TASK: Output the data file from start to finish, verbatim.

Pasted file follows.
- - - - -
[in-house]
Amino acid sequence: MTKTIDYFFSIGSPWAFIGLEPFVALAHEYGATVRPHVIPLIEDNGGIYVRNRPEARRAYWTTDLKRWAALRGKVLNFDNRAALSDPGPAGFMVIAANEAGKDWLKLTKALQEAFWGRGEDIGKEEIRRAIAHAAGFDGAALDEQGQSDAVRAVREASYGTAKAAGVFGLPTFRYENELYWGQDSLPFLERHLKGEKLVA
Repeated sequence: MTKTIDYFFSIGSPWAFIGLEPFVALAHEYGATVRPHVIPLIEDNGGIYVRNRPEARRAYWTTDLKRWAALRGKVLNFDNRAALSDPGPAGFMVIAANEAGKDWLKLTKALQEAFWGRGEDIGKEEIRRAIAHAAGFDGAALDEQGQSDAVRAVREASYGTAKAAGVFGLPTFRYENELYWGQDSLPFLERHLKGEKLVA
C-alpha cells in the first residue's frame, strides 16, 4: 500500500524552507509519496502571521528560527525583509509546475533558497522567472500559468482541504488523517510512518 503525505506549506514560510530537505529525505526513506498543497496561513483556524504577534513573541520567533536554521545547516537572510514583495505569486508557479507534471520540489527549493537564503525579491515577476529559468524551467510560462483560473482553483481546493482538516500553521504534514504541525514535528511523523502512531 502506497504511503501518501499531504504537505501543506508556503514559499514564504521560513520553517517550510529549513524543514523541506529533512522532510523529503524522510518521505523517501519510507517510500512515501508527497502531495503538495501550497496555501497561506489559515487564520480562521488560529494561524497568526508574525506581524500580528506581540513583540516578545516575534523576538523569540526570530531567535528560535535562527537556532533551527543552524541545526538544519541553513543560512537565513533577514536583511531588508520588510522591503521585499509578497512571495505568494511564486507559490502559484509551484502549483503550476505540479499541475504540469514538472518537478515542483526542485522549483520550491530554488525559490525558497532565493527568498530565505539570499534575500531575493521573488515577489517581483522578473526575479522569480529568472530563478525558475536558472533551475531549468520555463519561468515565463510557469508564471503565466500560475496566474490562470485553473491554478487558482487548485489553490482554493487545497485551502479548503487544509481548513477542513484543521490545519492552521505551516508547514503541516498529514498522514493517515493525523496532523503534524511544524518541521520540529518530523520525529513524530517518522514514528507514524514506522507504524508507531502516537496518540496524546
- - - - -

[in-house]
Amino acid sequence: MTKTIDYFFSIGSPWAFIGLEPFVALAHEYGATVRPHVIPLIEDNGGIYVRNRPEARRAYWTTDLKRWAALRGKVLNFDNRAALSDPGPAGFMVIAANEAGKDWLKLTKALQEAFWGRGEDIGKEEIRRAIAHAAGFDGAALDEQGQSDAVRAVREASYGTAKAAGVFGLPTFRYENELYWGQDSLPFLERHLKGEKLVA
Repeated sequence: MTKTIDYFFSIGSPWAFIGLEPFVALAHEYGATVRPHVIPLIEDNGGIYVRNRPEARRAYWTTDLKRWAALRGKVLNFDNRAALSDPGPAGFMVIAANEAGKDWLKLTKALQEAFWGRGEDIGKEEIRRAIAHAAGFDGAALDEQGQSDAVRAVREASYGTAKAAGVFGLPTFRYENELYWGQDSLPFLERHLKGEKLVA
C-alpha cells in the first residue's frame, strides 16, 4: 500500500524552507509519496502571521528560527525583509509546475533558497522567472500559468482541504488523517510512518 503525505506549506514560510530537505529525505526513506498543497496561513483556524504577534513573541520567533536554521545547516537572510514583495505569486508557479507534471520540489527549493537564503525579491515577476529559468524551467510560462483560473482553483481546493482538516500553521504534514504541525514535528511523523502512531 502506497504511503501518501499531504504537505501543506508556503514559499514564504521560513520553517517550510529549513524543514523541506529533512522532510523529503524522510518521505523517501519510507517510500512515501508527497502531495503538495501550497496555501497561506489559515487564520480562521488560529494561524497568526508574525506581524500580528506581540513583540516578545516575534523576538523569540526570530531567535528560535535562527537556532533551527543552524541545526538544519541553513543560512537565513533577514536583511531588508520588510522591503521585499509578497512571495505568494511564486507559490502559484509551484502549483503550476505540479499541475504540469514538472518537478515542483526542485522549483520550491530554488525559490525558497532565493527568498530565505539570499534575500531575493521573488515577489517581483522578473526575479522569480529568472530563478525558475536558472533551475531549468520555463519561468515565463510557469508564471503565466500560475496566474490562470485553473491554478487558482487548485489553490482554493487545497485551502479548503487544509481548513477542513484543521490545519492552521505551516508547514503541516498529514498522514493517515493525523496532523503534524511544524518541521520540529518530523520525529513524530517518522514514528507514524514506522507504524508507531502516537496518540496524546